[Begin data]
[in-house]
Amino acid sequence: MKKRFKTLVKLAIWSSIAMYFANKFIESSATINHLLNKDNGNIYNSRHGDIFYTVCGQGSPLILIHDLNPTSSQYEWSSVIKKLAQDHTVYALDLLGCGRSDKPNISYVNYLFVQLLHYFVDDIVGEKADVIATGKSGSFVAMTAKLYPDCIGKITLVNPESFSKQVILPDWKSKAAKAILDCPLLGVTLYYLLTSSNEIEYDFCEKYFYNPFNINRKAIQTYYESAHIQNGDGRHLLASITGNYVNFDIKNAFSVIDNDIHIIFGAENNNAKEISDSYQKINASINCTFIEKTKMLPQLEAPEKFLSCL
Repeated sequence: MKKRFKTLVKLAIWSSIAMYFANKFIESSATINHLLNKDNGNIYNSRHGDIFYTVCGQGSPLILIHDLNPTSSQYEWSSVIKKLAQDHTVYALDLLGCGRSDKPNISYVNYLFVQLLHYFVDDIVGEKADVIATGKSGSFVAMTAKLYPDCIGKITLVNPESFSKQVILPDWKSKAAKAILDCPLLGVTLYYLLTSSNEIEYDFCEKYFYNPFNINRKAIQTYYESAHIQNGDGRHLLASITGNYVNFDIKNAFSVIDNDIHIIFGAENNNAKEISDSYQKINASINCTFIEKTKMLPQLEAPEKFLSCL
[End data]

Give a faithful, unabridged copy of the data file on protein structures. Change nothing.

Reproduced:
[in-house]
Amino acid sequence: MKKRFKTLVKLAIWSSIAMYFANKFIESSATINHLLNKDNGNIYNSRHGDIFYTVCGQGSPLILIHDLNPTSSQYEWSSVIKKLAQDHTVYALDLLGCGRSDKPNISYVNYLFVQLLHYFVDDIVGEKADVIATGKSGSFVAMTAKLYPDCIGKITLVNPESFSKQVILPDWKSKAAKAILDCPLLGVTLYYLLTSSNEIEYDFCEKYFYNPFNINRKAIQTYYESAHIQNGDGRHLLASITGNYVNFDIKNAFSVIDNDIHIIFGAENNNAKEISDSYQKINASINCTFIEKTKMLPQLEAPEKFLSCL
Repeated sequence: MKKRFKTLVKLAIWSSIAMYFANKFIESSATINHLLNKDNGNIYNSRHGDIFYTVCGQGSPLILIHDLNPTSSQYEWSSVIKKLAQDHTVYALDLLGCGRSDKPNISYVNYLFVQLLHYFVDDIVGEKADVIATGKSGSFVAMTAKLYPDCIGKITLVNPESFSKQVILPDWKSKAAKAILDCPLLGVTLYYLLTSSNEIEYDFCEKYFYNPFNINRKAIQTYYESAHIQNGDGRHLLASITGNYVNFDIKNAFSVIDNDIHIIFGAENNNAKEISDSYQKINASINCTFIEKTKMLPQLEAPEKFLSCL